Why It’s Mind-Blowing: Paul Verhoeven has actually come out and confirmed this one! “It is about a guy who gets crucified in the first 50 minutes,” he says, “and then is resurrected in the next 50 minutes, and then is like the supercop of the world.”
The Fan Theory: Wonka was a deranged, child-hating killer who staged the industrial accidents that took place in his factory. Charlie was carefully selected on account of his vulnerability, with Wonka grooming him to continue his evil legacy.
Why It’s Mind-Blowing: How else would the Oompa-Loompas have known to prepare song and dance routines based around the names of the victims?
Bruce Almighty (2003)
The Fan Theory: Bruce isn’t God… he’s having a breakdown brought on by missing out on promotion.
The outlandish events that happen around him are partly imagined, and those that are real aren’t actually caused by him.
Eventually he gets the medical treatment he needs and the God delusion passes.
Why It’s Mind-Blowing: While we thought we were watching some more of Carrey’s patented comedy mugging, we were actually being treated to a very moving portrayal of mental decay. Bravo!
Hot Tub Time Machine (2010)
The Fan Theory: The characters don’t travel back in time… they’re actually in limbo, with Lou having successfully killed himself before the trip.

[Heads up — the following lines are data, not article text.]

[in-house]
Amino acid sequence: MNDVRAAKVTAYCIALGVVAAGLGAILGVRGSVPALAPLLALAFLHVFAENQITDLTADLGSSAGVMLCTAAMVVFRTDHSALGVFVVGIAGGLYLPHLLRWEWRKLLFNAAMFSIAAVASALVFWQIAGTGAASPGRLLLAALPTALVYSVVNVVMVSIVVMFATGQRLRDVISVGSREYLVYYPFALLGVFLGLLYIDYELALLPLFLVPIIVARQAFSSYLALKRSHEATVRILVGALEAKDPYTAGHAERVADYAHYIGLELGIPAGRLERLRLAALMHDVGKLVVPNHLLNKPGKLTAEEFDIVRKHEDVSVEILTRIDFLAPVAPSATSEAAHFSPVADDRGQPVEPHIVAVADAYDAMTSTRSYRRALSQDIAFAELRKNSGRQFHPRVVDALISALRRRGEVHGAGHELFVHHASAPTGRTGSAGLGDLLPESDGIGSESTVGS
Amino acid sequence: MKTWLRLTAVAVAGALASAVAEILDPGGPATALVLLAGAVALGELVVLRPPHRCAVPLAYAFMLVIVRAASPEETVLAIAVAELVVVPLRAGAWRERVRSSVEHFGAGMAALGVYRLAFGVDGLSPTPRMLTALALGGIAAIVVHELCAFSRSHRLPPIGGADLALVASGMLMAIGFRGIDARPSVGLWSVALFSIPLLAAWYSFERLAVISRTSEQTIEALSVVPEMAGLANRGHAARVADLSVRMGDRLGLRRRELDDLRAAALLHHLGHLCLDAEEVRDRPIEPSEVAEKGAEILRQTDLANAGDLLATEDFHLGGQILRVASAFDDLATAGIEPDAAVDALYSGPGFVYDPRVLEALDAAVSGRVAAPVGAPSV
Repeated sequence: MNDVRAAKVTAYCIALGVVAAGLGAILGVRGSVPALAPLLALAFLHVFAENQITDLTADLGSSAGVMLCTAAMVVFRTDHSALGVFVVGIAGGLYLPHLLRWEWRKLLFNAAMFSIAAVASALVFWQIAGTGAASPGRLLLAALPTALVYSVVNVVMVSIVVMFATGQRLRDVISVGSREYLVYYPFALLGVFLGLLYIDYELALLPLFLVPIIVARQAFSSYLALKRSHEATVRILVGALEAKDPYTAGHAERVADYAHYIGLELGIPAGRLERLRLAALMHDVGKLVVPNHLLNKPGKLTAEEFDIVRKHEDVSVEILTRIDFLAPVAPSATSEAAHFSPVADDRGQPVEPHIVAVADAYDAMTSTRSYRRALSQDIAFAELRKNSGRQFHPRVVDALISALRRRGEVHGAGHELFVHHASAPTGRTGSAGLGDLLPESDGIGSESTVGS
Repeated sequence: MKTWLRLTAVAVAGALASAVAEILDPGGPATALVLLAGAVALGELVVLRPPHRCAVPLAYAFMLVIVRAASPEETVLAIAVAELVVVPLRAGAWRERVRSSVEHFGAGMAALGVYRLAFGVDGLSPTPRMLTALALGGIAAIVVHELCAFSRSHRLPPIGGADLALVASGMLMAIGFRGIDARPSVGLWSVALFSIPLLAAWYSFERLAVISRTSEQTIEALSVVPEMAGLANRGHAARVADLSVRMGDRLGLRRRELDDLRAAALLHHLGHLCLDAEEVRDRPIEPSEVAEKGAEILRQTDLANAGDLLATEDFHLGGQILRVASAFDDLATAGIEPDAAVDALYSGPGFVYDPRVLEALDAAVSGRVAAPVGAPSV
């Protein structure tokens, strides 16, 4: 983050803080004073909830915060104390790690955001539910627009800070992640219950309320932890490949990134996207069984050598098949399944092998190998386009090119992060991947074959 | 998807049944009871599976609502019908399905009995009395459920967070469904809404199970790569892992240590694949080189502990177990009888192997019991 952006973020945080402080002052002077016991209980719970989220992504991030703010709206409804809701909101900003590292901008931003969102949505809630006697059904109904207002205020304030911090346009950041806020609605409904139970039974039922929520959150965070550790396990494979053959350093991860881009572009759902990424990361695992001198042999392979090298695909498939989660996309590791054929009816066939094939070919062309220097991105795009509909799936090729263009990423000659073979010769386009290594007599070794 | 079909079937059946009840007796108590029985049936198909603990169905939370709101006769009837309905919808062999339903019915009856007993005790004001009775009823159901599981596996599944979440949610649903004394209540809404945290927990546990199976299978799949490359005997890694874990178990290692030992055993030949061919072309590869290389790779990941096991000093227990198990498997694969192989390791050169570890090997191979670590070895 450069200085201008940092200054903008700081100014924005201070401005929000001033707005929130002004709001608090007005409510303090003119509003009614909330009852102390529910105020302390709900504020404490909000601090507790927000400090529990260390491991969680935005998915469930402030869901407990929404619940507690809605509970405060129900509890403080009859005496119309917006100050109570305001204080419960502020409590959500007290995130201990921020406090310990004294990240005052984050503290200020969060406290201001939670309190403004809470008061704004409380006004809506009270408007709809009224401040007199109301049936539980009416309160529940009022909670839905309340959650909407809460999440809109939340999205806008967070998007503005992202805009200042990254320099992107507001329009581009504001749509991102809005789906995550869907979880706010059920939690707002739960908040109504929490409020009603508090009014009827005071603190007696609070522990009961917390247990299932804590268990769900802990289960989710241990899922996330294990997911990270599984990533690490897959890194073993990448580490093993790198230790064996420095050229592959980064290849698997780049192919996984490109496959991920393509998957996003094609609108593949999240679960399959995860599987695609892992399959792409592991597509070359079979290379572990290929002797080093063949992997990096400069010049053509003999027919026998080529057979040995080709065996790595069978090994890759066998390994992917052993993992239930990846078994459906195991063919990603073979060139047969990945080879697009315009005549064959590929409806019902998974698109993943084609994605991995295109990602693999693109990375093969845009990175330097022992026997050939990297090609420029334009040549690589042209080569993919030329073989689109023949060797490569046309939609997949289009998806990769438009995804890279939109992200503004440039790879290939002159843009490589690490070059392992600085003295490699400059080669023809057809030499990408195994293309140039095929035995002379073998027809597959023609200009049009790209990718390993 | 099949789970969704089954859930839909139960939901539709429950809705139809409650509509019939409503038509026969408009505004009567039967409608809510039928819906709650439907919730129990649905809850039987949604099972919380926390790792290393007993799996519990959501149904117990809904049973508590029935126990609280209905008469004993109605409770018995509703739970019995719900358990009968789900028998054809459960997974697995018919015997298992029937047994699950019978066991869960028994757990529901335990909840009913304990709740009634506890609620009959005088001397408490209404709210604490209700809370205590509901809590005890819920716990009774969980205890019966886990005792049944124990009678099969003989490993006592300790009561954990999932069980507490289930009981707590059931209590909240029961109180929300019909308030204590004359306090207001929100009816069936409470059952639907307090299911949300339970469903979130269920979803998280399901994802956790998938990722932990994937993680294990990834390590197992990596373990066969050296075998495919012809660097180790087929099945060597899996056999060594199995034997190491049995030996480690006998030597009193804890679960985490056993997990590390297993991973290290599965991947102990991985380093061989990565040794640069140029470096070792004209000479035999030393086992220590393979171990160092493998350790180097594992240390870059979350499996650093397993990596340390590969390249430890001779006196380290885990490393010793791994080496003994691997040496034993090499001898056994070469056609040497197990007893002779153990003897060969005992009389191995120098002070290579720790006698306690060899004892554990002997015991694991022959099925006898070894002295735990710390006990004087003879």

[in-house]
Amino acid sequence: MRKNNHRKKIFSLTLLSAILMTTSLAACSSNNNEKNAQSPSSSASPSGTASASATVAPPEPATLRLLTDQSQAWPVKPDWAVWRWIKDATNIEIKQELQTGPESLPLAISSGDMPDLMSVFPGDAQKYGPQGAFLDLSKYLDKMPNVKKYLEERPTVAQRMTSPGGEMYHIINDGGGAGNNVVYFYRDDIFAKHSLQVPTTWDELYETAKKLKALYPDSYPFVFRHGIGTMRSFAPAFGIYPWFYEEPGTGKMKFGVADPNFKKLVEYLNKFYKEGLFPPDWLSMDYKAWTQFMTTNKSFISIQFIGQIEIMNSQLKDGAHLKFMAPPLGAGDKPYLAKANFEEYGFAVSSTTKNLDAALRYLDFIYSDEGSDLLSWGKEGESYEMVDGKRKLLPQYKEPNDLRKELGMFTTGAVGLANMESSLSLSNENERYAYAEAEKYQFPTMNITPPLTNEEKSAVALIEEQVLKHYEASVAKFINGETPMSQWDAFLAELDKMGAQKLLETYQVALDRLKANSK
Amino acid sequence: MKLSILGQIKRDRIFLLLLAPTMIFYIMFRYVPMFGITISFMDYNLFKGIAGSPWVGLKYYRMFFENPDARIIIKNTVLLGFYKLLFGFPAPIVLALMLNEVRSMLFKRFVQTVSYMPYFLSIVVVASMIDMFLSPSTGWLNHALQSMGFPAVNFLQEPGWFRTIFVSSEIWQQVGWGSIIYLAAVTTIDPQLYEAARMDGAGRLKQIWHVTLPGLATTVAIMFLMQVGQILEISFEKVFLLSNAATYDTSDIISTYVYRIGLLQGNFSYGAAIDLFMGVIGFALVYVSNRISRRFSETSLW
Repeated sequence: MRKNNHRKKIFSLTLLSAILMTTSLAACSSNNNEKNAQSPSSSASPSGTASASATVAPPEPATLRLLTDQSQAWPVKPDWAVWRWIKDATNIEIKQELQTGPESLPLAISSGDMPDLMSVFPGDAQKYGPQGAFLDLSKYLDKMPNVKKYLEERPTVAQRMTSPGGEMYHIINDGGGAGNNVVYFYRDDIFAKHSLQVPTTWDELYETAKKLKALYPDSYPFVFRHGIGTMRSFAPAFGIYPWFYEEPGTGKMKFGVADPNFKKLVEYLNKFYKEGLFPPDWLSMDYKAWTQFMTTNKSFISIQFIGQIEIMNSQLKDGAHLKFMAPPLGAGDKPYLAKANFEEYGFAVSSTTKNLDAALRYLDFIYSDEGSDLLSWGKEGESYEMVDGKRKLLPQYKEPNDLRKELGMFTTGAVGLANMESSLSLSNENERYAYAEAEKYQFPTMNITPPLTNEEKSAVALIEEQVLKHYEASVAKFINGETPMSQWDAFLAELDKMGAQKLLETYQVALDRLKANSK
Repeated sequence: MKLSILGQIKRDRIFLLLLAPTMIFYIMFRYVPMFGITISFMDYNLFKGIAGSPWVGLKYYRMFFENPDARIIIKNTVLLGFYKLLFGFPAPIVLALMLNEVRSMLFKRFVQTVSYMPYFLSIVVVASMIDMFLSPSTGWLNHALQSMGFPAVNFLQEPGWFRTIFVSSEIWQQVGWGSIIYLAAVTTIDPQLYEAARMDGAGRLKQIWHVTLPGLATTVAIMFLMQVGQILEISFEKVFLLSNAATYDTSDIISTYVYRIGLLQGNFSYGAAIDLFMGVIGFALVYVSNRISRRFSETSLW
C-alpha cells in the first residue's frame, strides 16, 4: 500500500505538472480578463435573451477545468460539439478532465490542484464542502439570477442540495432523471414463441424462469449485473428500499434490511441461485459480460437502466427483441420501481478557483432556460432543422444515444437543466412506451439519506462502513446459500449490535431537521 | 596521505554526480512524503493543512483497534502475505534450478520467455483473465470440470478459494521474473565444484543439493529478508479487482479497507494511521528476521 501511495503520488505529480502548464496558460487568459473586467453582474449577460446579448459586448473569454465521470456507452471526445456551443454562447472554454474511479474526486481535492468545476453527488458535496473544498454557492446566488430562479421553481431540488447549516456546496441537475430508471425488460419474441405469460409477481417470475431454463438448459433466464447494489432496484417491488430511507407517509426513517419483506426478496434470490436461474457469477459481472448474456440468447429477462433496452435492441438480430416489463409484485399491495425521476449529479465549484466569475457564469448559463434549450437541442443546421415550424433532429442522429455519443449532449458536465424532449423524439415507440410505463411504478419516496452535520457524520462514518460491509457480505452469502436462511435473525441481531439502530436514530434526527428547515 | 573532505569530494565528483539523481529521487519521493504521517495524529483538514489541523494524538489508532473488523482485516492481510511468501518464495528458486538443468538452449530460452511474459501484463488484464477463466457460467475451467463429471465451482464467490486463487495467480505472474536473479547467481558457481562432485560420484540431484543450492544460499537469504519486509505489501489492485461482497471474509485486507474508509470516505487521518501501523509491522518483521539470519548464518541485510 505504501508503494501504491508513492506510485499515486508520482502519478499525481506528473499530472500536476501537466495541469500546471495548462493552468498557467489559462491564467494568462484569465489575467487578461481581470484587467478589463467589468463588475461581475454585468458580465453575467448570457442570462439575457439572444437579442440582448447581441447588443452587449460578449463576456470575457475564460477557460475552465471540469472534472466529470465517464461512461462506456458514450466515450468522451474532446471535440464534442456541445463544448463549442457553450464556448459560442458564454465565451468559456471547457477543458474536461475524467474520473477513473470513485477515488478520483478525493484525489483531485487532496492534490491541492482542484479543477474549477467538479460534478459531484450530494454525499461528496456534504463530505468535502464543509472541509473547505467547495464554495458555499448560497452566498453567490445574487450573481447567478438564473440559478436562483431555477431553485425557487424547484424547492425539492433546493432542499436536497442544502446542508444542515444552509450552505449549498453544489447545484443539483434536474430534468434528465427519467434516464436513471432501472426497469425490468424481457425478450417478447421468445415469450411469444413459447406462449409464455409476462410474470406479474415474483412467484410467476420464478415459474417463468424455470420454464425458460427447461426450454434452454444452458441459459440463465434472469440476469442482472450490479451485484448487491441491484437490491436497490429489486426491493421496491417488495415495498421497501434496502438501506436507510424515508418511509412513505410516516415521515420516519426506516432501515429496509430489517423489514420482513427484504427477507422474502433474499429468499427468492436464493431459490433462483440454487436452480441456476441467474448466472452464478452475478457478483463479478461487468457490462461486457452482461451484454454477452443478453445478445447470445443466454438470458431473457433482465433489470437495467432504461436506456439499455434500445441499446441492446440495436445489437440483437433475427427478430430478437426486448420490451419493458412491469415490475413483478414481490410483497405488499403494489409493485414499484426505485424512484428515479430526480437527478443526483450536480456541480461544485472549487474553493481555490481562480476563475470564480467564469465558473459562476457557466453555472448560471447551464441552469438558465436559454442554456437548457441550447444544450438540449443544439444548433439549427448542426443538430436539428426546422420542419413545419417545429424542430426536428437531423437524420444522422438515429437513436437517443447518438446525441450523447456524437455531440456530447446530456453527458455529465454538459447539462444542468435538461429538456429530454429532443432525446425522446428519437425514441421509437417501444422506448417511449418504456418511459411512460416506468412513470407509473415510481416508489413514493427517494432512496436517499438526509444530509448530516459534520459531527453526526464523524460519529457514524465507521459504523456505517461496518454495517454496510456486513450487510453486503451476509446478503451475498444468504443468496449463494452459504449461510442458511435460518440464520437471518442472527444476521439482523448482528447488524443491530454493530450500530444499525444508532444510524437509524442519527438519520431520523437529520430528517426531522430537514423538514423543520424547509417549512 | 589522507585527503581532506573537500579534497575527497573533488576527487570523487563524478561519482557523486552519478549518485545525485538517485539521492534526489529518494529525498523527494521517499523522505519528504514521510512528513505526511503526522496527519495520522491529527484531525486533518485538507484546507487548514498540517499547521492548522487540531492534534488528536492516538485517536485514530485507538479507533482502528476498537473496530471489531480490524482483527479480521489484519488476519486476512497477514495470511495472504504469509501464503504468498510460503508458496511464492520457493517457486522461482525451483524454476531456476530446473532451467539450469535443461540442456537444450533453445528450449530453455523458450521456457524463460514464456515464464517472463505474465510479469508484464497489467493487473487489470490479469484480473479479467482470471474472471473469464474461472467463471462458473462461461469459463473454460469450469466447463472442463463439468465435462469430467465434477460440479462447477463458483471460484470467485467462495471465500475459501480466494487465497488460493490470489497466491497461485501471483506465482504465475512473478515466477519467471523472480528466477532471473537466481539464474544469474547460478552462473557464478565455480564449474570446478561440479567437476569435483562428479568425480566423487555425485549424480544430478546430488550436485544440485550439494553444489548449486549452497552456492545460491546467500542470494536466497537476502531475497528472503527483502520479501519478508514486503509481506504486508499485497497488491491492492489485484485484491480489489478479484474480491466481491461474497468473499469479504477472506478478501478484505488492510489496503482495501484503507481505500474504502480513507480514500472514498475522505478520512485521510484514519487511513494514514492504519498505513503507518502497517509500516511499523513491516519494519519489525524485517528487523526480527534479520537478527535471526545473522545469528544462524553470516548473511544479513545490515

Why It’s Mind-Blowing: There aren’t actually four characters at all… the four protagonists represent four aspects of Lou’s personality, who eventually find their own versions of heaven by the end. Yeah, this one is quite in-depth for a comedy…
The Fan Theory: Crossing the streams causes the Ghostbusters to die, with the city’s celebration of their achievements turning out to be a posthumous affair.
Why It’s Mind-Blowing: The theory also posits that the sequel finds the Ghostbusters in purgatory, which is why no-one seems to recall the Stay-Puft attack on Manhattan!
The Fan Theory: The town of Amity had been covering up its shark attacks for years, with the tiger shark being planted by the Mayor in order to distract attention from the real culprit…
Why It’s Mind-Blowing: It does seem a little coincidental that the attacks should start at the exact same time as the new police chief starts work. And then there’s that comment regarding the first attack that, “it’s happened before”… That dastardly mayor!
Drag Me to Hell (2009)
The Fan Theory: Much of what we are seeing can be explained away as the hallucinations of a bulimic. An old photo reveals a younger Christine to be a bit fat, we never see her eating, and many of the nasty things that happen to her are related to eating (a corpse vomming down her throat, for example!). Case closed.
Why It’s Mind-Blowing: It arguably makes the film seem even more disturbing, although admittedly, the final reel doesn’t quite fit in with the rest of the theory…
The Fan Theory: Cobb’s totem isn’t actually his spinning top, but his wedding ring. In the “real world” he takes it off, but in the dream world, he’s always wearing it…
Why It’s Mind-Blowing: Because if you subscribe to this theory, it clears up the ending once and for all, as you get a brief glimpse of Cobb’s hand and… no ring.